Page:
Organic Broadcaster

Urban farmers face unique challenges to certification

By Claire Strader, FairShare CSA Coalition

Voss Organics is a certified organic sub-acre urban farm on Madison’s north side, marketing to farmers markets, Willy Street Co-op, and several restaurants in Madison. Photo submitted

Urban agriculture means different things to different people. Community gardens, backyard plots, and educational youth gardens seem to be the most common associations with the term. These types of gardens are popular and easily accessible to the broad community of home-scale food producers. But they are only one part of the picture. Urban agriculture also includes rooftop gardens, aquaponics, hydroponics, and vertical farming systems that require significant infrastructure for everything from growing medium support to water cycling, heat, and even artificial light. These systems tend to be less accessible because of both the costs associated with the infrastructure and the specialized growing techniques that are required. They also start to cross over from purely household production to production of crops for sale.

A third piece of urban agriculture consists of market farms using in-ground production and selling those products for profit. This last slice of urban agriculture has fairly low barriers to entry, and has the potential to contribute a significant volume of food to urban communities while earning significant income for urban farmers.

My own interest in urban agriculture has long been within that third category. I have grown vegetables for market at four different farms across the country, and have been exposed to various scales, philosophies, and techniques of organic vegetable production. Within the vegetable world, as in other agricultural sectors, there is a certain pressure to increase efficiencies through mechanization and economies of scale. Though they require skill and dedication of the farmer, those pathways are familiar and common. Less common are resources on how to stay small, achieve similar efficiencies, and earn a reasonable profit. In urban centers where land is limited, those are the challenges of the urban farmer.

Reasons to Grow in the City

More and more farmers are taking on those challenges for a few key reasons. Proximity to urban markets, access to affordable land, reduced capital requirements, and consumer demand for local foods are some of the main drivers in the growth of urban market farms. As one indicator, the SPIN (Small Plot INtensive) farming system lists 94 established farms in 86 different cities throughout the U.S. and Canada on its website. These are all commercial farmers serving local markets from small plots (generally less than 1 acre). They, like other urban farmers, are using neighbors’ lawns, public parks, and other open plots at no or low cost for hand-scale commercial food production.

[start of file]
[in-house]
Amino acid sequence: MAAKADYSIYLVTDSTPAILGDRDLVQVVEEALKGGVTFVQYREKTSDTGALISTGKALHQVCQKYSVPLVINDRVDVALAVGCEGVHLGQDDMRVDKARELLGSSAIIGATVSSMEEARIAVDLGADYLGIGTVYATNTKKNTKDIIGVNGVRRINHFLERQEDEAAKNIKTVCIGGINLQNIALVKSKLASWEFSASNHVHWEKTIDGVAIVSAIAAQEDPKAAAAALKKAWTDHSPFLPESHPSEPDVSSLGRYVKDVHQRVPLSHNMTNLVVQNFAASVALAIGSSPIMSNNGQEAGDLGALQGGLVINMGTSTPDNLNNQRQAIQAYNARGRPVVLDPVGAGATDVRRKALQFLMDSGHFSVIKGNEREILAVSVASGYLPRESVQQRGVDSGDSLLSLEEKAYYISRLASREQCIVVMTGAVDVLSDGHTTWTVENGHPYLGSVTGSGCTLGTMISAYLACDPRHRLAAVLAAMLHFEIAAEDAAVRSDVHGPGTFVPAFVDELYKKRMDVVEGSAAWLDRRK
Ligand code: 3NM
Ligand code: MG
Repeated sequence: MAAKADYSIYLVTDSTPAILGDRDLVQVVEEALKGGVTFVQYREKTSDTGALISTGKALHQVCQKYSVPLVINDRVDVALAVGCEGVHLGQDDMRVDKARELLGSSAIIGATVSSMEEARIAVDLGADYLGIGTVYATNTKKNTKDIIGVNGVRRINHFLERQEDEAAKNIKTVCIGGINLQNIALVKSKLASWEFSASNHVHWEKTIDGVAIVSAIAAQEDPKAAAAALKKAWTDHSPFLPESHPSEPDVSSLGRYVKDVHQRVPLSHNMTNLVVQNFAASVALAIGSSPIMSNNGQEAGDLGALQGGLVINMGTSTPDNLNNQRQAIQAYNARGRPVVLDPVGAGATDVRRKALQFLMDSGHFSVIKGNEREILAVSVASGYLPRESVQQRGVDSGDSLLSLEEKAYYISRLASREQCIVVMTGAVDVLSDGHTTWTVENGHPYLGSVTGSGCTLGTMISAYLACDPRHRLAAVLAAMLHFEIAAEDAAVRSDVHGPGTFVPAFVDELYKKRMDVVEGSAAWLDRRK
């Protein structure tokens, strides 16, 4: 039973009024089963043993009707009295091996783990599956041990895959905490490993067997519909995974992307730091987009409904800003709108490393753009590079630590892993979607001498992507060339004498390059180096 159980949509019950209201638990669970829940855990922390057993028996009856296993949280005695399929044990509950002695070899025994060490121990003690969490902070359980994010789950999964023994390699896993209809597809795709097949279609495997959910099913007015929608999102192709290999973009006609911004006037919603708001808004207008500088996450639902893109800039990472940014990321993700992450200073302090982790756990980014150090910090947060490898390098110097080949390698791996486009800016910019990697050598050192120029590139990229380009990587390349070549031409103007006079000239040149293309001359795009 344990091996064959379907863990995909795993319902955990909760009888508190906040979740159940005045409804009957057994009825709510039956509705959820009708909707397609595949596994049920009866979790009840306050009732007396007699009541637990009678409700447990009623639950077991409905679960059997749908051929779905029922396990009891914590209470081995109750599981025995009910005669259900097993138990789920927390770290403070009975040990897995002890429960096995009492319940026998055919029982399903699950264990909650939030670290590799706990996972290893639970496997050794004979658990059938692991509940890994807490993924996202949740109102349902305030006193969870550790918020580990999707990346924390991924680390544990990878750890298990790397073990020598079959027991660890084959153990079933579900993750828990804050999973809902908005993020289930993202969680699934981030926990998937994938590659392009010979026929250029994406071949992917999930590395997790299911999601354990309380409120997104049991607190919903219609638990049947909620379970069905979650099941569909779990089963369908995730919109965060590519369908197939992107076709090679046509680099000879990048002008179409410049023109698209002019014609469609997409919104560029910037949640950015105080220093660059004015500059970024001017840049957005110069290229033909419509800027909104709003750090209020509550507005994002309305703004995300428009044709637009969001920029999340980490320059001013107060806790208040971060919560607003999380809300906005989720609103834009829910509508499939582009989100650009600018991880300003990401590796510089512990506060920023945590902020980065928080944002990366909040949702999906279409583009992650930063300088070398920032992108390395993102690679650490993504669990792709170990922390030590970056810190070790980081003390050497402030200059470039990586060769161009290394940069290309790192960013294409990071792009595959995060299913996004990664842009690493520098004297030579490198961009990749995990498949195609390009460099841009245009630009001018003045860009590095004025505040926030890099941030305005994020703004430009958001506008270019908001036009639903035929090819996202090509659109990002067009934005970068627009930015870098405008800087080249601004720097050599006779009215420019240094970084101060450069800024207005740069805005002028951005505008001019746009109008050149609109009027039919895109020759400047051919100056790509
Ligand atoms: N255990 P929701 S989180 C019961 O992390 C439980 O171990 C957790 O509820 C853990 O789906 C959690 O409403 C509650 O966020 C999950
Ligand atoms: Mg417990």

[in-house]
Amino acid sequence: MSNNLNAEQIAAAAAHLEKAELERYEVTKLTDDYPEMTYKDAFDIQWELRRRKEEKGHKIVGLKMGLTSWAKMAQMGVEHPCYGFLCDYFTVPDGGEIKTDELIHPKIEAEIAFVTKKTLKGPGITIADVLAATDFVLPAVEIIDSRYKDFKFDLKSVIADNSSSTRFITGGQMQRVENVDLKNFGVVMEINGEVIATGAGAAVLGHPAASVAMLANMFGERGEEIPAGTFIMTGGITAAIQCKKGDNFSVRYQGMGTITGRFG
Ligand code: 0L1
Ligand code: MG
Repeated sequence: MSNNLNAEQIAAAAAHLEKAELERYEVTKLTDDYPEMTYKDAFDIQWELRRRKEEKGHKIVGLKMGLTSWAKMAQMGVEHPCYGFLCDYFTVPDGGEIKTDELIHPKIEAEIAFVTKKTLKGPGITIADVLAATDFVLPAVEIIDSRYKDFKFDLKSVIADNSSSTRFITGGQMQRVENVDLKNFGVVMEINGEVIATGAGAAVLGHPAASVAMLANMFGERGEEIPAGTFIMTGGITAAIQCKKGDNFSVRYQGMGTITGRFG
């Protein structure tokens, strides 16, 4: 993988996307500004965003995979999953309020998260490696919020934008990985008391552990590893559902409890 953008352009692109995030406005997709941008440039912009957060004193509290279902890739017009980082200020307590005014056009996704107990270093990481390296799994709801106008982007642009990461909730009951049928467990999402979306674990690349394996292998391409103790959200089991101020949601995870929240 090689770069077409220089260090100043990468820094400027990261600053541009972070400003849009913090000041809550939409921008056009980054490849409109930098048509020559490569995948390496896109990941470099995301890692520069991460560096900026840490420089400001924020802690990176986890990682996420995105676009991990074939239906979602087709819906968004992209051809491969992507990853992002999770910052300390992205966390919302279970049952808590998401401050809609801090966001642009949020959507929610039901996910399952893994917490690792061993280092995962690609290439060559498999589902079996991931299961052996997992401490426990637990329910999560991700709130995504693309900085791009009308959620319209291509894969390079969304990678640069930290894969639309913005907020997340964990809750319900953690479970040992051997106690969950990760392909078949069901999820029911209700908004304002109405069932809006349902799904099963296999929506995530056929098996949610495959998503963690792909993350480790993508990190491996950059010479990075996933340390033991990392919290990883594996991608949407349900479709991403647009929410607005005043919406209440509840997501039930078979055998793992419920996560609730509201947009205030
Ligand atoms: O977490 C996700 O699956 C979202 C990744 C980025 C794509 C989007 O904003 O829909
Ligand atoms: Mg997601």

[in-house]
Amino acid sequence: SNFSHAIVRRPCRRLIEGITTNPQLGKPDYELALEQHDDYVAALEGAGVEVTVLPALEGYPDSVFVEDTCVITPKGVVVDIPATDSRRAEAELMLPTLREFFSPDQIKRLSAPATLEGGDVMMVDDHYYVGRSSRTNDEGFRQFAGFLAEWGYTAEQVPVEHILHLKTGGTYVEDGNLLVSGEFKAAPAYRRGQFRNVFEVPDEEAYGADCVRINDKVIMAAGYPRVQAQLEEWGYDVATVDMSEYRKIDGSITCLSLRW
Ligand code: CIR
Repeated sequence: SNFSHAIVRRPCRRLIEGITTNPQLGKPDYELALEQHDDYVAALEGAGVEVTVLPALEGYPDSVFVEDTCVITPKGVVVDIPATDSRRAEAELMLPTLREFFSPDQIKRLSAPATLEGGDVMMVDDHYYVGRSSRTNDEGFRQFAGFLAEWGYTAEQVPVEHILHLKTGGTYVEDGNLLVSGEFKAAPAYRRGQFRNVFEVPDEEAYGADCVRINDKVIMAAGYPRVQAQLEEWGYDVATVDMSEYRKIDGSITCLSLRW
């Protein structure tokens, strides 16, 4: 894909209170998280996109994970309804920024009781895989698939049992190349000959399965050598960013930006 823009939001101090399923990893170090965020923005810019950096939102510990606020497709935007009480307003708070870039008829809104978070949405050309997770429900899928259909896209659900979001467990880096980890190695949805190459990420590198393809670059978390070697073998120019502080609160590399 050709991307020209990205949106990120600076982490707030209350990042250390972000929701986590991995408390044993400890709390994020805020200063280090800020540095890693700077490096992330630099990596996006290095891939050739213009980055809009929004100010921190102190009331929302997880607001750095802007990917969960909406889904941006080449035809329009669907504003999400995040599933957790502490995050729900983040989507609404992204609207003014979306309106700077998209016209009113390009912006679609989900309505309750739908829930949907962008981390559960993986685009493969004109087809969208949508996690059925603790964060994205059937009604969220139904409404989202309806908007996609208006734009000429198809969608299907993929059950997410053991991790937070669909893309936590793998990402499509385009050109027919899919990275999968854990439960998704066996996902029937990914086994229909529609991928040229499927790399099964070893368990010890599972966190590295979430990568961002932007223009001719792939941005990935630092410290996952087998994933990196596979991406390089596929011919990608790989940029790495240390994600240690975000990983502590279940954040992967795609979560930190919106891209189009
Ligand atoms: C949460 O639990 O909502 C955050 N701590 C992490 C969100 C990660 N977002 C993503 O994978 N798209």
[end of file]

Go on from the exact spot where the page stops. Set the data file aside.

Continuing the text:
Their techniques involve tight spacing, intensive composting, multi-crop succession planting, and very little mechanical assistance in their work. When it all comes together, these farms can gross $50,000 or, in some cases, much more per acre.

Direct markets and the higher prices those markets command are vital to the success of these small urban farms. They are serving the increasing demand for local foods and catering to a clientele that wants to know the people behind the farm stand. Their proximity to markets saves them time and money; and being an urban farm can make for a unique farm story that is attractive to customers. In this setting, both farmers and consumers
may question the need for organic certification. Often there is an assumption that when the customer knows the farmer and can ask about their production practices, that relationship is enough to assure that the food is “clean” or “chemical-free” or “organic.” There is a perception, true or not, that each customer is equipped to be his or her own certifier by interacting directly with the farmer.

Farmers’ markets and CSAs are not the only markets where urban farmers wish to sell their products, however. Restaurant and grocery store accounts can fetch good prices with less uncertainty in sales than farmers’ markets and with less demand on crop diversity than CSAs. Those accounts, once established, also generally require less time spent on marketing and can be an important component of a strong business plan. Organic certification for these accounts is not only valuable, but often required. Without it, those establishments cannot label the food as organic. For some urban farmers I know, it is often a desire to sell to these direct wholesale accounts that sways them to certify their farms.

Though the requirements for organic certification in the city are the same as those in the country, urban farmers face three particular challenges that many rural farmers overcome with greater ease.